The STEM Act of 2015 moves our definition forward to acknowledge that learning doesn’t just happen in the classroom. To that end, programming in science centers, museums, after-school programs, camps, and other spaces can receive allocations of existing federal funding for STEM programming. Further, the Act instructs the National Science Foundation to continue to fund extracurricular programs in STEM fields.
While an hour is great to introduce a child to the world of coding and programming, it’s the long-haul that counts. Up until this point, we have largely neglected the need for the tech skills that hold such significant relevance to our industries, workforce readiness, and our economic competitiveness. STEM, and computing specifically, has long been a literacy area we have all but ignored.
Computing is key to our ability to create, connect, make and build things, and work together. In Florida, kids graduating with strong STEM skills, especially in computing, have a distinct advantage. Those skills are in demand, and the supply is short. Analysis from the Florida Department of Economic Opportunity, Bureau of Labor Statistics shows that from October 2014 through October 2015, STEM job postings increased by 10.9 percent in Florida, compared with 4.4 percent nationally.
According to Change the Equation, a typical computer programmer with only some college earns more than a typical non-STEM worker with a bachelor’s degree: $76,000 for the worker who can program but has no four-year degree; $73,000 for the one who can’t program but graduated from a four-year institution.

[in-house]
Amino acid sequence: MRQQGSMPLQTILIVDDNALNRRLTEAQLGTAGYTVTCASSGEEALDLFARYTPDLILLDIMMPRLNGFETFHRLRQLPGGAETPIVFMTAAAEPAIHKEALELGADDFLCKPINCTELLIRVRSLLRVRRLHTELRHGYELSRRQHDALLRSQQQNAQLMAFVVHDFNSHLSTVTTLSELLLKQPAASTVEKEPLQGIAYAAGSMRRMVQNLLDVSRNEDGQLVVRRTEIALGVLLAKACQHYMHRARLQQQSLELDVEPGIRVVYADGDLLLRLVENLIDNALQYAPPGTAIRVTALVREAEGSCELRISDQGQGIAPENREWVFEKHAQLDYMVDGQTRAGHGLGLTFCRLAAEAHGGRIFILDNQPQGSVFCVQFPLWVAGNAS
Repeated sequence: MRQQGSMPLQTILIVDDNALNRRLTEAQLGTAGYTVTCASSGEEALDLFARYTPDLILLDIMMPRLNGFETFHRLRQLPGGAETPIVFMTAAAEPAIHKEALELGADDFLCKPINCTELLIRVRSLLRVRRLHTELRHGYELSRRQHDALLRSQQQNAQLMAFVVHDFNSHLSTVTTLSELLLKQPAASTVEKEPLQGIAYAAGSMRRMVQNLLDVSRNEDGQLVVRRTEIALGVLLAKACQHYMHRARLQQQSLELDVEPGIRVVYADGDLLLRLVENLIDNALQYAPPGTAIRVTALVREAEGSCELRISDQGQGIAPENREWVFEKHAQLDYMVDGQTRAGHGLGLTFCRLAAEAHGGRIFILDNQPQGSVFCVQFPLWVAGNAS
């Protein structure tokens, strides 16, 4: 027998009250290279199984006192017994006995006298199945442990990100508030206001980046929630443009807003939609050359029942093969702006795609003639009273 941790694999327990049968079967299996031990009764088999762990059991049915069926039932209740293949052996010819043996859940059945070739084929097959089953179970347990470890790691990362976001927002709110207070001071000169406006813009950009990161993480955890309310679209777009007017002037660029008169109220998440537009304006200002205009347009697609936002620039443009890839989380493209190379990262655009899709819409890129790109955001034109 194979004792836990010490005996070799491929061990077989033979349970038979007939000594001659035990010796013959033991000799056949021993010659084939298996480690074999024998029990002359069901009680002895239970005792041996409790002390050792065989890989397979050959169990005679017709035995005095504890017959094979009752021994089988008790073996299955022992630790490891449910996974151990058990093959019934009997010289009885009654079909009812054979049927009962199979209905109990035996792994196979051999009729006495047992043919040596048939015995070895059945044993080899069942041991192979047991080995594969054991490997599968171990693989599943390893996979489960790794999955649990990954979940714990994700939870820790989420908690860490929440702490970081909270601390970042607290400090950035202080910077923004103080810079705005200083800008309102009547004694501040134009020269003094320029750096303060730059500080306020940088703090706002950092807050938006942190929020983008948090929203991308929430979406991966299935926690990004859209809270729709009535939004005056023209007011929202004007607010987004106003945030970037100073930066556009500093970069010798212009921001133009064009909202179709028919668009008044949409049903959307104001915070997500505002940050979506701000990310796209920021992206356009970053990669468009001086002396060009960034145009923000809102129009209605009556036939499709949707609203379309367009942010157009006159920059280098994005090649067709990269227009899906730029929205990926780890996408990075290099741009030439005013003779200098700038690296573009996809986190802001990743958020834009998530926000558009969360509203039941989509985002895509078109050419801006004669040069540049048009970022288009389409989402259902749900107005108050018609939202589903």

The critical thinking, creativity, and problem-solving skills employed through STEM programming help students and learners (of all ages) adapt to new situations and processes – an important quality, considering the speed of technology’s evolution and its impact on workplace roles and demands, and especially considering that many of the jobs today’s kids will be applying for in 15 years don’t even yet exist. Youngsters engaged in STEM programming are also getting a taste of the “how” and the “why” and being encouraged to ask questions, and figure out answers. Isn’t this core to the American spirit of innovation?
With some of the recent shifts in federal policy, including the changes brought forward by the STEM Education Act of 2015, we have an opportunity in our communities to advance our own “how” and “why” for learning, job readiness, and innovation. As a nation, we’re catching up to what we as individual hot spots of educators, regional leaders, economic developers, and kids have known for a while now: STEM isn’t just an acronym, it’s a verb. We should be STEMming everywhere we go. As a nation, we’re realizing that the very language of innovation, connectivity, and industry has evolved and is continuing to do so.
For a nation that aspires to gain position as a a creative engine for ideas, products, services, and solutions, this is good news.
Teresa Barber is founder and principal at Five Point and chairman of the board for STEM Story, a national nonprofit sparking girls’ awareness of STEM careers through video and mentoring. She also supports STEMflorida Inc. as director of Strategy & Engagement. Column courtesy of Context Florida.